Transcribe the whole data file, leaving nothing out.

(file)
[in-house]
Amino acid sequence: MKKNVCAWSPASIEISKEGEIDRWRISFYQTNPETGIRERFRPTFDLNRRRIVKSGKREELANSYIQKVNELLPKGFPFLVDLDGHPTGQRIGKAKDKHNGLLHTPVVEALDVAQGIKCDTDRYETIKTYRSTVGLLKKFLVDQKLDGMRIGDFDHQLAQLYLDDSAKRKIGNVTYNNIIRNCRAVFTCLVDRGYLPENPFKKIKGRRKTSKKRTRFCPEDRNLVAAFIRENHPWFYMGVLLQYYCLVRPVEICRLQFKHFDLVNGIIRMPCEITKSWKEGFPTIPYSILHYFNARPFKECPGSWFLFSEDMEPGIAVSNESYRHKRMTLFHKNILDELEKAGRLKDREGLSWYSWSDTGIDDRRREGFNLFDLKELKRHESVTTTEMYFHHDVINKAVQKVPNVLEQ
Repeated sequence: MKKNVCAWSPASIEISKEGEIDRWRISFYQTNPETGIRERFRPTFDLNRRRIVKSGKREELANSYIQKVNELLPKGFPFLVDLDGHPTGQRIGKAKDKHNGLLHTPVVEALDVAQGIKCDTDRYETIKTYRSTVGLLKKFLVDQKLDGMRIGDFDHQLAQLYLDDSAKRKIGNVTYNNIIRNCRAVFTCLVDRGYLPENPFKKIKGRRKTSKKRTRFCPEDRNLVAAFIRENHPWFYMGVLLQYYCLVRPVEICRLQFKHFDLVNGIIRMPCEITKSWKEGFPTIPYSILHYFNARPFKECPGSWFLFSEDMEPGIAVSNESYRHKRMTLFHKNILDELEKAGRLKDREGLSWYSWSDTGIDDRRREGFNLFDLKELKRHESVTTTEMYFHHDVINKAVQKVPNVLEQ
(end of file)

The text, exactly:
[in-house]
Amino acid sequence: MKKNVCAWSPASIEISKEGEIDRWRISFYQTNPETGIRERFRPTFDLNRRRIVKSGKREELANSYIQKVNELLPKGFPFLVDLDGHPTGQRIGKAKDKHNGLLHTPVVEALDVAQGIKCDTDRYETIKTYRSTVGLLKKFLVDQKLDGMRIGDFDHQLAQLYLDDSAKRKIGNVTYNNIIRNCRAVFTCLVDRGYLPENPFKKIKGRRKTSKKRTRFCPEDRNLVAAFIRENHPWFYMGVLLQYYCLVRPVEICRLQFKHFDLVNGIIRMPCEITKSWKEGFPTIPYSILHYFNARPFKECPGSWFLFSEDMEPGIAVSNESYRHKRMTLFHKNILDELEKAGRLKDREGLSWYSWSDTGIDDRRREGFNLFDLKELKRHESVTTTEMYFHHDVINKAVQKVPNVLEQ
Repeated sequence: MKKNVCAWSPASIEISKEGEIDRWRISFYQTNPETGIRERFRPTFDLNRRRIVKSGKREELANSYIQKVNELLPKGFPFLVDLDGHPTGQRIGKAKDKHNGLLHTPVVEALDVAQGIKCDTDRYETIKTYRSTVGLLKKFLVDQKLDGMRIGDFDHQLAQLYLDDSAKRKIGNVTYNNIIRNCRAVFTCLVDRGYLPENPFKKIKGRRKTSKKRTRFCPEDRNLVAAFIRENHPWFYMGVLLQYYCLVRPVEICRLQFKHFDLVNGIIRMPCEITKSWKEGFPTIPYSILHYFNARPFKECPGSWFLFSEDMEPGIAVSNESYRHKRMTLFHKNILDELEKAGRLKDREGLSWYSWSDTGIDDRRREGFNLFDLKELKRHESVTTTEMYFHHDVINKAVQKVPNVLEQ